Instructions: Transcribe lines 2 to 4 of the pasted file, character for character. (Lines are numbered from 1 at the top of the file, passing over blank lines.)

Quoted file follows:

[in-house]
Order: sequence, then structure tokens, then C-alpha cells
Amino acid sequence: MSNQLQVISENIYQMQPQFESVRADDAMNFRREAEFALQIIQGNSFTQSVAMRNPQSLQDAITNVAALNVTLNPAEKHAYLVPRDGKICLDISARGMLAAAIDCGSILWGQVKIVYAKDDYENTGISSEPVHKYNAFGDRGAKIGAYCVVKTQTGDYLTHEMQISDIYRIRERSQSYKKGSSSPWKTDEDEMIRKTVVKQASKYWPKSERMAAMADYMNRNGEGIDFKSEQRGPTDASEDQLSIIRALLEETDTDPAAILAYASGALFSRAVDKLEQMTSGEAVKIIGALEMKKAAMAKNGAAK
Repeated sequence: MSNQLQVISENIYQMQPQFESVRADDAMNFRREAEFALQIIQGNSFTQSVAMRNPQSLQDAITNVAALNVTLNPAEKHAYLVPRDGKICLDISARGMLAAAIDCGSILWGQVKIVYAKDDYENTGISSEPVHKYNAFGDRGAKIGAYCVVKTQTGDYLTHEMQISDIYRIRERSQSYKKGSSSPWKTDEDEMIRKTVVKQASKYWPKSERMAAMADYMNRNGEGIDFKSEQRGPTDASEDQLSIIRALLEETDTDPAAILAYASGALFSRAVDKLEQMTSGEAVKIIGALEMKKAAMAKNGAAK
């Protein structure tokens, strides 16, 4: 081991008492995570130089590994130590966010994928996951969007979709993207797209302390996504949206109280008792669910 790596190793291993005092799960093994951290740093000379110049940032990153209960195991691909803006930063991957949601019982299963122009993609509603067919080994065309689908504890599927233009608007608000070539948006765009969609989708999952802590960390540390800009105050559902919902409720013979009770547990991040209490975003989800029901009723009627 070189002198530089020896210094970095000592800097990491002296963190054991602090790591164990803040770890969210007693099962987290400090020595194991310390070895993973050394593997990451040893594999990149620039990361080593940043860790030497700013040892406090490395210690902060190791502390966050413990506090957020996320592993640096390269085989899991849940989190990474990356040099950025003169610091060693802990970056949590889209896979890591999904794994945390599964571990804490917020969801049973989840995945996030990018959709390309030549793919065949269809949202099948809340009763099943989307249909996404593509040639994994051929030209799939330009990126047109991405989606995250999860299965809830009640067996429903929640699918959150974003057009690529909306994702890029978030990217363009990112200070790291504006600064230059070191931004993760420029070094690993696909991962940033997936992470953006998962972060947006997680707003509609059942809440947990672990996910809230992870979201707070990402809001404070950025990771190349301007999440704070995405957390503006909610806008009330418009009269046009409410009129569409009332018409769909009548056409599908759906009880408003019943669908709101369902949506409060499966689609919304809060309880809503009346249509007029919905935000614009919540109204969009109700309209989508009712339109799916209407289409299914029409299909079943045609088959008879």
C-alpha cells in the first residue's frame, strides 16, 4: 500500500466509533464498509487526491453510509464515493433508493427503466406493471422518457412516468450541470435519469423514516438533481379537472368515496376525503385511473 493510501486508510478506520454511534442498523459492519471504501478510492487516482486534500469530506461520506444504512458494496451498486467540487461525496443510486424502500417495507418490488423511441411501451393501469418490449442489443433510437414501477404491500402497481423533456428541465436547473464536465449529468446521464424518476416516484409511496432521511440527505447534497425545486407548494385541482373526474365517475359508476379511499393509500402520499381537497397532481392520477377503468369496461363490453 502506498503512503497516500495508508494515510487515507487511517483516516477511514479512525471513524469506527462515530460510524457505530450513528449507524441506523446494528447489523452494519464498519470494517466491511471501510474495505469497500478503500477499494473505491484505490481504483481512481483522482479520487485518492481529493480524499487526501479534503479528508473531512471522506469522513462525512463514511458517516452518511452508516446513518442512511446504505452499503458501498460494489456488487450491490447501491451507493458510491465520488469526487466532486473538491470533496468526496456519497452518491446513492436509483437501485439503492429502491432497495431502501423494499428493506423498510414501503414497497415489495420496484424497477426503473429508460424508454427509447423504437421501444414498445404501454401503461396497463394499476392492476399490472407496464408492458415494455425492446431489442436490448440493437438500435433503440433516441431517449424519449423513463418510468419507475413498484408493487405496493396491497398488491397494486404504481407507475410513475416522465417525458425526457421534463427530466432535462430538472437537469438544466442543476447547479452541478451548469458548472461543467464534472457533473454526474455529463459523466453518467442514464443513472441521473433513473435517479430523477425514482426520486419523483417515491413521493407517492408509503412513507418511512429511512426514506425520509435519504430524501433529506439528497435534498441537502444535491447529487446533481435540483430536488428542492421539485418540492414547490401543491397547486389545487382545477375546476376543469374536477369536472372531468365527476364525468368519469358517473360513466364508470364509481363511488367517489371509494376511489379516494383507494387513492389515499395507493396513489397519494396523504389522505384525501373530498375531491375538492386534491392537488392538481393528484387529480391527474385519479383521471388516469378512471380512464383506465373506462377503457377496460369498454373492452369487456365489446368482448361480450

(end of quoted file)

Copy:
Order: sequence, then structure tokens, then C-alpha cells
Amino acid sequence: MSNQLQVISENIYQMQPQFESVRADDAMNFRREAEFALQIIQGNSFTQSVAMRNPQSLQDAITNVAALNVTLNPAEKHAYLVPRDGKICLDISARGMLAAAIDCGSILWGQVKIVYAKDDYENTGISSEPVHKYNAFGDRGAKIGAYCVVKTQTGDYLTHEMQISDIYRIRERSQSYKKGSSSPWKTDEDEMIRKTVVKQASKYWPKSERMAAMADYMNRNGEGIDFKSEQRGPTDASEDQLSIIRALLEETDTDPAAILAYASGALFSRAVDKLEQMTSGEAVKIIGALEMKKAAMAKNGAAK
Repeated sequence: MSNQLQVISENIYQMQPQFESVRADDAMNFRREAEFALQIIQGNSFTQSVAMRNPQSLQDAITNVAALNVTLNPAEKHAYLVPRDGKICLDISARGMLAAAIDCGSILWGQVKIVYAKDDYENTGISSEPVHKYNAFGDRGAKIGAYCVVKTQTGDYLTHEMQISDIYRIRERSQSYKKGSSSPWKTDEDEMIRKTVVKQASKYWPKSERMAAMADYMNRNGEGIDFKSEQRGPTDASEDQLSIIRALLEETDTDPAAILAYASGALFSRAVDKLEQMTSGEAVKIIGALEMKKAAMAKNGAAK